I remember I remember The house where I was born…
This oft-repeated statement was spawned by 19th-century poet Thomas Hood. I don’t remember the ‘house’ where I was born – not on account of lack of memory but because I was actually born in a hospital on London’s North Circular. However, thanks to photographs and discussions with my now departed parents I do remember the house which was to become my home and to which I returned days after my birth in November 1948. I continued to live there for the first couple of years of my life prior to the family’s return to the far north.
In terms of my first home, the recent addition of details of the 1910 Lloyd George Domesday Survey to TheGenealogist’s ever-increasing digitised collection made me wonder whether the house itself might feature in the survey. From photographs it looked old enough as it seemed to have been constructed in the late Victorian or early Edwardian period. It was also in an area of London included in the first tranche of documents digitised for the collection. With fingers crossed I called up the ‘Tithe and Landowner’ section of TheGenealogist’s search engine and entered the address.
Success was immediate; and a quick look at a modern map confirmed that this was indeed the place I was looking for – close to Willesden Junction and a shopping street where my mother’s great aunt and her family were running a haberdashery shop at the time.
Sadly 28 Leghorn Road does not turn up on the 1911 census so I decided to pursue ‘the owner’ as named in a transcription of the original document.
A simple entry of part of his address into the 1911 address search engine was next and that too was successful leading to the name Robert Thorpe, and from there to his self-penned entry in the 1911 census itself.
So Mr Thorpe was a builder but not living in Leghorn Road. However, the purpose for his building the house was revealed in one of the original documents thrown up by the search engine.
Here we learn of some of the values relating to the property but also that it was freehold; it was also in flats which were rented out weekly for 9/6 each. (I recall my parents telling me that when they bought the house 37 years later they lived upstairs and ‘let’ the downstairs to another family and this would fit in with the layout of the property as described here).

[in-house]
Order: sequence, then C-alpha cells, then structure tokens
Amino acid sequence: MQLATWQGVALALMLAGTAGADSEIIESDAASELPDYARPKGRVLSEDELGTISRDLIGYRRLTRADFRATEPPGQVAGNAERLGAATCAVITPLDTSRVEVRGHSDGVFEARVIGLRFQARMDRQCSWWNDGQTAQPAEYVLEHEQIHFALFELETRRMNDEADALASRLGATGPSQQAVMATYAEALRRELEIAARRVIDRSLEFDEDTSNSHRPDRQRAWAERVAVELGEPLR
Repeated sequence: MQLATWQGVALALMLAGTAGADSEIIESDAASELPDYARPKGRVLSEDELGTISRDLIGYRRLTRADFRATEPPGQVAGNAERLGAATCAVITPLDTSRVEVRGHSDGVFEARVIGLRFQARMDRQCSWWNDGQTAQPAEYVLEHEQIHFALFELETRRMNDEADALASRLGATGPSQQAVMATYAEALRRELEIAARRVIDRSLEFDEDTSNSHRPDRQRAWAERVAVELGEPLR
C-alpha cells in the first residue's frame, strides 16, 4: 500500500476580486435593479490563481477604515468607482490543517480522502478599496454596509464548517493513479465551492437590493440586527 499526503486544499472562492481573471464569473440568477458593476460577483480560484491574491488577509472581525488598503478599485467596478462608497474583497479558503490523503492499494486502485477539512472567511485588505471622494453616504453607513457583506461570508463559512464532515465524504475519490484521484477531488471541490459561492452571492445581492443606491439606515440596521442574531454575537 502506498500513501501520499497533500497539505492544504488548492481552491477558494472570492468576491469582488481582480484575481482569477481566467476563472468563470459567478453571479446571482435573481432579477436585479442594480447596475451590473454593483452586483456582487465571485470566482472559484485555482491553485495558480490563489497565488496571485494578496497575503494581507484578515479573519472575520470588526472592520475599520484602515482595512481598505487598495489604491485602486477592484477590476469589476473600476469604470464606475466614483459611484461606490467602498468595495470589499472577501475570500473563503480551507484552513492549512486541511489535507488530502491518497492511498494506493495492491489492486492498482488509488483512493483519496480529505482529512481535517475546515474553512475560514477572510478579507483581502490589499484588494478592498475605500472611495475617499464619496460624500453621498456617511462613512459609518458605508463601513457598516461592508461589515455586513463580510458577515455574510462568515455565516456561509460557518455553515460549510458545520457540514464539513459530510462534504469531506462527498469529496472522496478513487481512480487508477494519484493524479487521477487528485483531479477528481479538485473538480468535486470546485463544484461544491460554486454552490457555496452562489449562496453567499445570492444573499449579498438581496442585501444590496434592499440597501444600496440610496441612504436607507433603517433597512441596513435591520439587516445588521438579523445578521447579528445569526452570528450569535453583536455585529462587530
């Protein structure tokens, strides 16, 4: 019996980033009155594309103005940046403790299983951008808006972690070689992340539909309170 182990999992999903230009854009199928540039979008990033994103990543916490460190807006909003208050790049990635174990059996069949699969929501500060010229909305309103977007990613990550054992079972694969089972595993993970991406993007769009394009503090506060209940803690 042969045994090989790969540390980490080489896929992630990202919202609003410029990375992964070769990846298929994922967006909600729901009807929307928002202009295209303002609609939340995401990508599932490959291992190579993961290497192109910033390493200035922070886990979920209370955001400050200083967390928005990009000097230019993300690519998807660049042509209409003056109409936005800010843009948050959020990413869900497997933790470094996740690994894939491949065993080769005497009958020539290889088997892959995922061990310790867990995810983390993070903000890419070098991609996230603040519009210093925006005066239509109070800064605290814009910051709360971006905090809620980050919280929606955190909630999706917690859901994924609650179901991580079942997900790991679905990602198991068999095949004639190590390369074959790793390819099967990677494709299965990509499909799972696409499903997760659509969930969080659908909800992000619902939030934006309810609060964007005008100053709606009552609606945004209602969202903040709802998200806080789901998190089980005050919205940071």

And further details on expenses and costs appeared in the remainder of the same document.
Before leaving my research on the ‘house where I was (almost) born’ I decided to explore a further related possibility. My parents told me that they had settled in Leghorn Road in 1948 because my grandfather’s elderly aunt Sarah Friend née Bunney was close by with a shop and family in Park Parade, Harlesden.
As I was writing this current article I also recalled reading in his brother’s First World War diary that he had ‘called in on auntie and granny’ in London upon his release from PoW camp in 1918 and that, upon opening the door, ‘granny had fainted right out’ after she opened the door. The question was: were they already there as early as 1911? (They were certainly in Cumberland in 1901.) I was thrilled with the answer.
Not only was ‘Aunt Sarah’ and her family there but also her aged mother – my great-great-grandmother Emma Bunney! From my earlier researches I knew that she had been born Emma Bennett in Cornwall and had moved to the iron mining town of Millom in Cumberland with her husband John Bunney after he had returned from the gold fields of California in the 1860s.
Sloppy researching had made me think that she had remained in Cumberland as the local paper had described her as ‘a Millom Wesleyan’ when she died in 1922. A quick glance at TheGenealogist’s Deaths and Burials data for 1922 has her death recorded in London (Willesden) age 87 – and I deserve a slap on the wrist for not checking this out earlier.
So all in all a most satisfactory and rewarding (yet salutary) session of sleuthing!